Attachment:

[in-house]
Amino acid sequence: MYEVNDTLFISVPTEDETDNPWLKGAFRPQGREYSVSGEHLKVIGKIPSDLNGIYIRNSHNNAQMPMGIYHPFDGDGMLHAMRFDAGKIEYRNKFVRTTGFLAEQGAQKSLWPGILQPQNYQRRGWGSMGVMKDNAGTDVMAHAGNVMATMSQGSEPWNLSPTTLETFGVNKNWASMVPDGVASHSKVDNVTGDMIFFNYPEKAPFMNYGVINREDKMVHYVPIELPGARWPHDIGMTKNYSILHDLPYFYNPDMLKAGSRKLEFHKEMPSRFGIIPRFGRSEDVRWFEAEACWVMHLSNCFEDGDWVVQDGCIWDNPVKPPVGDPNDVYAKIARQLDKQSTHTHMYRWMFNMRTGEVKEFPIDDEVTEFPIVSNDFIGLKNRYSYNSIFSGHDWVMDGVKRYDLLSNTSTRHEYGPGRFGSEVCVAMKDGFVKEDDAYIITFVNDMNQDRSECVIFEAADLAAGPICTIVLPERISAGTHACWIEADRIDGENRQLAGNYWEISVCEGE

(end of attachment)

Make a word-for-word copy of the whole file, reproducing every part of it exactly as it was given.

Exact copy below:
[in-house]
Amino acid sequence: MYEVNDTLFISVPTEDETDNPWLKGAFRPQGREYSVSGEHLKVIGKIPSDLNGIYIRNSHNNAQMPMGIYHPFDGDGMLHAMRFDAGKIEYRNKFVRTTGFLAEQGAQKSLWPGILQPQNYQRRGWGSMGVMKDNAGTDVMAHAGNVMATMSQGSEPWNLSPTTLETFGVNKNWASMVPDGVASHSKVDNVTGDMIFFNYPEKAPFMNYGVINREDKMVHYVPIELPGARWPHDIGMTKNYSILHDLPYFYNPDMLKAGSRKLEFHKEMPSRFGIIPRFGRSEDVRWFEAEACWVMHLSNCFEDGDWVVQDGCIWDNPVKPPVGDPNDVYAKIARQLDKQSTHTHMYRWMFNMRTGEVKEFPIDDEVTEFPIVSNDFIGLKNRYSYNSIFSGHDWVMDGVKRYDLLSNTSTRHEYGPGRFGSEVCVAMKDGFVKEDDAYIITFVNDMNQDRSECVIFEAADLAAGPICTIVLPERISAGTHACWIEADRIDGENRQLAGNYWEISVCEGE